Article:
Indefinite period contracts - stronger protection for the tenant
Where the lease agreement has been concluded for indefinite time period , the t enant is protected by the principle he cannot be left without housing, and he must be provided with alternative accommodation if he is being evicted, unless stipulated otherwise by respective law. This, in certain cases stipulated by law, applies even if the lease was terminated by a landlord who is entitled to do so (and thus the reason for eviction of the tenant was given), and even if failure to pay the rent on time, or other breaches of the lease agreement the tenant, were the cause for the termination. The tenant is in general not obliged to vacate until appropriate housing compensation has been secured unless stipulated otherwise by law. The law states what type of housing compensation (i.e. compensatory flat, compensatory accommodation, shelter) must be provided to the tenant, following the termination of the lease agreement.
As to the definite period lease agreements, the tenant is not entitled to be provided with the alternative accommodation unless the lease ended prior to the end of the rental period due to the tenant being not able to use the premises for reasons attributable to the landlord or a third party.
How effective is the Slovak legal system?
The obligations of the tenant are stipulated by substantive law, in particularly the obligation to vacate the premises and to pay the rent to the landlord, and are also safeguarded by procedural law. The landlord may file an eviction action if the tenant refuses to move out of the flat. Should the tenant fail to pay the rent within a given time period, it is possible to sue him, and to petition the court to bind him to pay the rent. One can however expect procedural delays. Should the tenant fail to meet the conditions stated in the court's enforceable judgment/payment order, the landlord may turn to an executor to enforce his rights.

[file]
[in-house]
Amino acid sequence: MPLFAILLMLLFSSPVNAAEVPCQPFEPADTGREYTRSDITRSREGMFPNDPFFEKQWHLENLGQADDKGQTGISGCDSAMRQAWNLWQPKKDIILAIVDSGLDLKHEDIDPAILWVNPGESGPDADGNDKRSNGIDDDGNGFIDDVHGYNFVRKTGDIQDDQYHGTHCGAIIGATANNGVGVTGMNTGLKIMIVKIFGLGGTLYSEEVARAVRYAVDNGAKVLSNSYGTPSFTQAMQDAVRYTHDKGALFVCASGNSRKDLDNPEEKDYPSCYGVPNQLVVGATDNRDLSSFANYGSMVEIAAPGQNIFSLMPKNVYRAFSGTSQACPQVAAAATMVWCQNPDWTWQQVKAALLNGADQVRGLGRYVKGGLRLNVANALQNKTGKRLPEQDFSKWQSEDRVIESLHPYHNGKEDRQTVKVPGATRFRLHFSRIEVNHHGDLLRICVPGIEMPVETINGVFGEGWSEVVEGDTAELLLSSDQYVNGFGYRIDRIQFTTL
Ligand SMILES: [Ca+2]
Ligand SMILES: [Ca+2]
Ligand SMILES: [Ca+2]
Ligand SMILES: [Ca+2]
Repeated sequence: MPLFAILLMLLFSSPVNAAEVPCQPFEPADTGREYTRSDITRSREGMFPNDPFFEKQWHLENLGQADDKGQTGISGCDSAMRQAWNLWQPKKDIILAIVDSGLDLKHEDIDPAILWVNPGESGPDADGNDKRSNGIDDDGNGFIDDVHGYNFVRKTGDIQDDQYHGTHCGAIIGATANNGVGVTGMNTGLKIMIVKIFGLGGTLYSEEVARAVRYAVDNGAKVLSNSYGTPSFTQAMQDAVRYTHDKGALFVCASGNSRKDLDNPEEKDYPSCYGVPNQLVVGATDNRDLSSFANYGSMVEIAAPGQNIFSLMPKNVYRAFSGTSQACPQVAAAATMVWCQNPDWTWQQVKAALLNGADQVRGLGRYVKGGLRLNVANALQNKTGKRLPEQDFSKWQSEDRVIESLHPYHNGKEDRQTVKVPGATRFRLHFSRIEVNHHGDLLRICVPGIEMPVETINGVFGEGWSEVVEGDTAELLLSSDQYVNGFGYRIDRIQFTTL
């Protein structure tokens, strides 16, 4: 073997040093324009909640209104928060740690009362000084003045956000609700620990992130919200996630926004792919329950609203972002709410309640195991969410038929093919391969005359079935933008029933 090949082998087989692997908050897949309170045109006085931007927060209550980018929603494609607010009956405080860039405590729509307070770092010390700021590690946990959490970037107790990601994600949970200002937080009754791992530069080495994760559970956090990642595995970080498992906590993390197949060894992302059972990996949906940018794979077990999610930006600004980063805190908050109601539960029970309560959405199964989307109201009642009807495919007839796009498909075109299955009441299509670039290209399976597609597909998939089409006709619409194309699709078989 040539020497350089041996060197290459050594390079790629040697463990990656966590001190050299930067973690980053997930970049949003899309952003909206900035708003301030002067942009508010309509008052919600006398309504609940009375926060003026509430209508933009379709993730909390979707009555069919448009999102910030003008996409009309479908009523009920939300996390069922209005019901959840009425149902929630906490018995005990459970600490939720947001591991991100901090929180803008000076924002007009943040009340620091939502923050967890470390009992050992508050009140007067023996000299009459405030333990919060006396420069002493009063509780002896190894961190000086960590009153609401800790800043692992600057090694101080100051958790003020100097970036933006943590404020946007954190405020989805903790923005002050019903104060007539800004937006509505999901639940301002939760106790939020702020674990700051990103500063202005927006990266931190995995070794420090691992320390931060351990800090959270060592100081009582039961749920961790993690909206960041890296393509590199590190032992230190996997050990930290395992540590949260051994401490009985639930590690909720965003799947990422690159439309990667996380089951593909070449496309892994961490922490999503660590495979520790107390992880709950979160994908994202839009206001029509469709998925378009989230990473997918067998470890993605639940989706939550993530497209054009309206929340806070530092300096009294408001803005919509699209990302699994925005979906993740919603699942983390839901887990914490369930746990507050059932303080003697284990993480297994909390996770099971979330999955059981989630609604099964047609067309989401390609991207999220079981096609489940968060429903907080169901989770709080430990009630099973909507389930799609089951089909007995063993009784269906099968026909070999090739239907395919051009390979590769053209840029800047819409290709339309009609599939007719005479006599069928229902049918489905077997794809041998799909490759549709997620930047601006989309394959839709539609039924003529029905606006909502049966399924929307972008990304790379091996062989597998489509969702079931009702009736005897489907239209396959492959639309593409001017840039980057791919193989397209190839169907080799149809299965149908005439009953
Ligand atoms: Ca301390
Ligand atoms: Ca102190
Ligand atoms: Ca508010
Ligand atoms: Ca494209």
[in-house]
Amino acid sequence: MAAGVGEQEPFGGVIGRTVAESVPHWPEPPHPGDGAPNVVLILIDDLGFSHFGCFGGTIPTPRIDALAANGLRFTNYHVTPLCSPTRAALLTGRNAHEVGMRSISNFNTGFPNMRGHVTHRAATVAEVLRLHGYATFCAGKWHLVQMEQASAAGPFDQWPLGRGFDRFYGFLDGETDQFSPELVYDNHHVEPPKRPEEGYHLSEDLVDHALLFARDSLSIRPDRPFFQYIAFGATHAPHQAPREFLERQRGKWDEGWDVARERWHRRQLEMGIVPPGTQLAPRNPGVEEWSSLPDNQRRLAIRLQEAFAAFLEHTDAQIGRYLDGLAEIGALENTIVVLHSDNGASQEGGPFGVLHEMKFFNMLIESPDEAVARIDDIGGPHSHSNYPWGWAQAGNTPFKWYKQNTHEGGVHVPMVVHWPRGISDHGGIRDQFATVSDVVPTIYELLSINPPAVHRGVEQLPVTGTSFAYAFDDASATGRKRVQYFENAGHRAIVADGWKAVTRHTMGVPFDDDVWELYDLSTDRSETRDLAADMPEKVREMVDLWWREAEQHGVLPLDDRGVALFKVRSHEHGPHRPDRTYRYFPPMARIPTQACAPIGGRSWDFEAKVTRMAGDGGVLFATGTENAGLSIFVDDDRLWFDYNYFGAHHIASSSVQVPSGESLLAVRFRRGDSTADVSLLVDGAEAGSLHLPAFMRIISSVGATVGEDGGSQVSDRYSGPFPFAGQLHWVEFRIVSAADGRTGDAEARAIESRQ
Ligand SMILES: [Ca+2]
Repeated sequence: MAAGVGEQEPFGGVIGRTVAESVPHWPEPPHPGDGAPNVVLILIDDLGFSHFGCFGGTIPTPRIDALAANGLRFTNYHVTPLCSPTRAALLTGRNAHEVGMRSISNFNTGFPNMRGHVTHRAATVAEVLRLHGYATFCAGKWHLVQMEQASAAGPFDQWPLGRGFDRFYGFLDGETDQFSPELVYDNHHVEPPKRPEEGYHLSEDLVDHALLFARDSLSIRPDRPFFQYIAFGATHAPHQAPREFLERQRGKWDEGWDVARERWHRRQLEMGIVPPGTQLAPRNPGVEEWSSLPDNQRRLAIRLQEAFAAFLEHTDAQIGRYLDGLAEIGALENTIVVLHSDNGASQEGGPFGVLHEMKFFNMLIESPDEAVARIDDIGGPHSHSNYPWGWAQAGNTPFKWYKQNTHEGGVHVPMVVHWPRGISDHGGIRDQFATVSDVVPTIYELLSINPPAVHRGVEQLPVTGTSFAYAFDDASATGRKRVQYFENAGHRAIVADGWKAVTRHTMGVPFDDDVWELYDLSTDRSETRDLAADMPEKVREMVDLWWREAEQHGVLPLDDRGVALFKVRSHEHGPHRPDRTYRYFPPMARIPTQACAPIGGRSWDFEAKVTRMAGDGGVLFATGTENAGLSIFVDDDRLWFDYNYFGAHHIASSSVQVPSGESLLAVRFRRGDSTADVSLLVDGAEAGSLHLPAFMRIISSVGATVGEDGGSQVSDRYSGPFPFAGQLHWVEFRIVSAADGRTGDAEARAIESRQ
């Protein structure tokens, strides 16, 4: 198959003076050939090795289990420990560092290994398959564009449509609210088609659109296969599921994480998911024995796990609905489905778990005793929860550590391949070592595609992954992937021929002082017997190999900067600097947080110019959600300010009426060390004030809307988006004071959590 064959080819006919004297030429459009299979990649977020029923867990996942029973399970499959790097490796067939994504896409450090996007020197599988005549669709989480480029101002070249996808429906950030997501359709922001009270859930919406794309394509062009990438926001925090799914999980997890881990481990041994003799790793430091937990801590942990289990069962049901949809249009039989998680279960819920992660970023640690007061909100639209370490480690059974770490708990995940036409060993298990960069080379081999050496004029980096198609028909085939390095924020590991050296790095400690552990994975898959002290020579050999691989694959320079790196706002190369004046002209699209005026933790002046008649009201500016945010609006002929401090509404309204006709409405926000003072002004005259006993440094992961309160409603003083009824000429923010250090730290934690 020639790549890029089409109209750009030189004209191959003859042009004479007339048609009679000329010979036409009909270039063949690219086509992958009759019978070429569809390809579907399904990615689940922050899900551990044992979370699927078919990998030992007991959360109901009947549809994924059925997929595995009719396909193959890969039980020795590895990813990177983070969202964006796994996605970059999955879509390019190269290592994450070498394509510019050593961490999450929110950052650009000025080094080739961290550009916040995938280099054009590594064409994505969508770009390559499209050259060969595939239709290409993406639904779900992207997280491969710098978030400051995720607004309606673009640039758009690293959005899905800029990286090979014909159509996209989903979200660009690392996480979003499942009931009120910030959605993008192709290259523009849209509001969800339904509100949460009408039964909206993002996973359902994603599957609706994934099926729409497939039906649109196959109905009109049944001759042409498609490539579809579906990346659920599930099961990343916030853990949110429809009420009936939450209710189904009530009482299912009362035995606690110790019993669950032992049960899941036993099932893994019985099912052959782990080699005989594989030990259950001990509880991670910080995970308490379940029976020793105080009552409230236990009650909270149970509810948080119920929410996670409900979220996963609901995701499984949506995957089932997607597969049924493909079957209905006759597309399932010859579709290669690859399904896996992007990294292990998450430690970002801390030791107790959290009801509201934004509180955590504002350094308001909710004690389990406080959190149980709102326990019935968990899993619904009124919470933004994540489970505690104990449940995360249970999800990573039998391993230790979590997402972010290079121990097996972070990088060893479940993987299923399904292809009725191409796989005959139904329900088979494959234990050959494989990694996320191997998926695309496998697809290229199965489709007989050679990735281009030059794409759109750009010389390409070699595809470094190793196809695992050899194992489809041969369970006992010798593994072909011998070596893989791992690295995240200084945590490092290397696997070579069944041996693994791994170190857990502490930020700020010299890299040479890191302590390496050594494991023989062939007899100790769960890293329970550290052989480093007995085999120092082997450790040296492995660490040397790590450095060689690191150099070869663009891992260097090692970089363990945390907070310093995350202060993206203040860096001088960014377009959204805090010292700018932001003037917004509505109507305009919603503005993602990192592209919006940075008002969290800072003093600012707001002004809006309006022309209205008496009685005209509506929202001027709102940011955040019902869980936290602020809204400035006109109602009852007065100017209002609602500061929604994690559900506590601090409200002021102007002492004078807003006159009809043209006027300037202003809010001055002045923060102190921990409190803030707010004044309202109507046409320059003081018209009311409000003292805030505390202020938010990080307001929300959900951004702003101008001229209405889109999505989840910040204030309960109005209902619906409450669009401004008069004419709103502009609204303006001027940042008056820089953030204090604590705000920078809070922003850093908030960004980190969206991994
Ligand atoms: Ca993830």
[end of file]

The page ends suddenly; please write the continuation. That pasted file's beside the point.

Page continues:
Effectiveness of law
EVICTION FOR NON-PAYMENT OF RENT
|Duration until completion of service of process
|Duration of trial
|Duration of enforcement
|Total Days to Evict Tenant
|Courts: The Lex Mundi Project
Landlord - tenant issues connected with the lease of residential premises are regulated by the Slovak Civil Code, which has been effective since April 1964. This regulation basically covers all residential premise leases, and yet also respects particular specific features of the legal regime of certain types of apartments such as business flats, flats for special purposes for invalid persons, etc.
Brief History: Recent changes in Slovak landlord and tenant law
During the time of communist regime, no legal regulation regarding the lease of flats existed and in general all residential premises were owned by the state. The regulation of lease of residential premises is rather young and has been implemented only in 1992 by a major amendment of the Civil Code. The provisions of Civil Code on lease have not been changed or amended since July 1997 when a small modification of housing compensations was adopted.